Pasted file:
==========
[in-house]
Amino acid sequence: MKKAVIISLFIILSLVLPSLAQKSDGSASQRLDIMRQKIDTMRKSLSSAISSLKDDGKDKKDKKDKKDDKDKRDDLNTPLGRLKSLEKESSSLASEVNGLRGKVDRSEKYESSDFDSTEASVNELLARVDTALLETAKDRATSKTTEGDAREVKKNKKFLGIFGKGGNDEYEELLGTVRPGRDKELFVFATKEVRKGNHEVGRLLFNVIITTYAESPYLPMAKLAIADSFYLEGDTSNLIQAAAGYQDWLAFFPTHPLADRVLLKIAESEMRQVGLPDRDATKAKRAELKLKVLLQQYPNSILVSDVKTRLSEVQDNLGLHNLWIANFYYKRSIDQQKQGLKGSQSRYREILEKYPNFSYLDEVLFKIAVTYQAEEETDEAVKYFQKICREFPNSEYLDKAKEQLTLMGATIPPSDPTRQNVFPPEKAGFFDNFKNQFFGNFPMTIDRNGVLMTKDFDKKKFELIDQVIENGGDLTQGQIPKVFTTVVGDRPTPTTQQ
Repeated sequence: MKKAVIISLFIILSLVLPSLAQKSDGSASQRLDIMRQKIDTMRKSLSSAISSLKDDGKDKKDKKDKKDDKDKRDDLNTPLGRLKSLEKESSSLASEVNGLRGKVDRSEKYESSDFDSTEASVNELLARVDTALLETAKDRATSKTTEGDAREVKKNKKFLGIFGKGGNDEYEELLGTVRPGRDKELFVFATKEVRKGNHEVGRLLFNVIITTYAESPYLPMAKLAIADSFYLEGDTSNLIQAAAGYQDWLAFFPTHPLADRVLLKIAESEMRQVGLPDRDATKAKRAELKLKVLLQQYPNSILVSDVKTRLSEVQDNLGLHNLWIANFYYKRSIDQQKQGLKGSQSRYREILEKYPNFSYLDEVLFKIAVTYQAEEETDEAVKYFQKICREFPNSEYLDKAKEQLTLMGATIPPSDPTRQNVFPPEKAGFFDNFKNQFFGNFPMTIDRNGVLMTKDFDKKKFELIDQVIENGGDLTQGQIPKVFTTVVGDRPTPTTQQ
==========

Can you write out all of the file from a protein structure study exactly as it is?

[in-house]
Amino acid sequence: MKKAVIISLFIILSLVLPSLAQKSDGSASQRLDIMRQKIDTMRKSLSSAISSLKDDGKDKKDKKDKKDDKDKRDDLNTPLGRLKSLEKESSSLASEVNGLRGKVDRSEKYESSDFDSTEASVNELLARVDTALLETAKDRATSKTTEGDAREVKKNKKFLGIFGKGGNDEYEELLGTVRPGRDKELFVFATKEVRKGNHEVGRLLFNVIITTYAESPYLPMAKLAIADSFYLEGDTSNLIQAAAGYQDWLAFFPTHPLADRVLLKIAESEMRQVGLPDRDATKAKRAELKLKVLLQQYPNSILVSDVKTRLSEVQDNLGLHNLWIANFYYKRSIDQQKQGLKGSQSRYREILEKYPNFSYLDEVLFKIAVTYQAEEETDEAVKYFQKICREFPNSEYLDKAKEQLTLMGATIPPSDPTRQNVFPPEKAGFFDNFKNQFFGNFPMTIDRNGVLMTKDFDKKKFELIDQVIENGGDLTQGQIPKVFTTVVGDRPTPTTQQ
Repeated sequence: MKKAVIISLFIILSLVLPSLAQKSDGSASQRLDIMRQKIDTMRKSLSSAISSLKDDGKDKKDKKDKKDDKDKRDDLNTPLGRLKSLEKESSSLASEVNGLRGKVDRSEKYESSDFDSTEASVNELLARVDTALLETAKDRATSKTTEGDAREVKKNKKFLGIFGKGGNDEYEELLGTVRPGRDKELFVFATKEVRKGNHEVGRLLFNVIITTYAESPYLPMAKLAIADSFYLEGDTSNLIQAAAGYQDWLAFFPTHPLADRVLLKIAESEMRQVGLPDRDATKAKRAELKLKVLLQQYPNSILVSDVKTRLSEVQDNLGLHNLWIANFYYKRSIDQQKQGLKGSQSRYREILEKYPNFSYLDEVLFKIAVTYQAEEETDEAVKYFQKICREFPNSEYLDKAKEQLTLMGATIPPSDPTRQNVFPPEKAGFFDNFKNQFFGNFPMTIDRNGVLMTKDFDKKKFELIDQVIENGGDLTQGQIPKVFTTVVGDRPTPTTQQ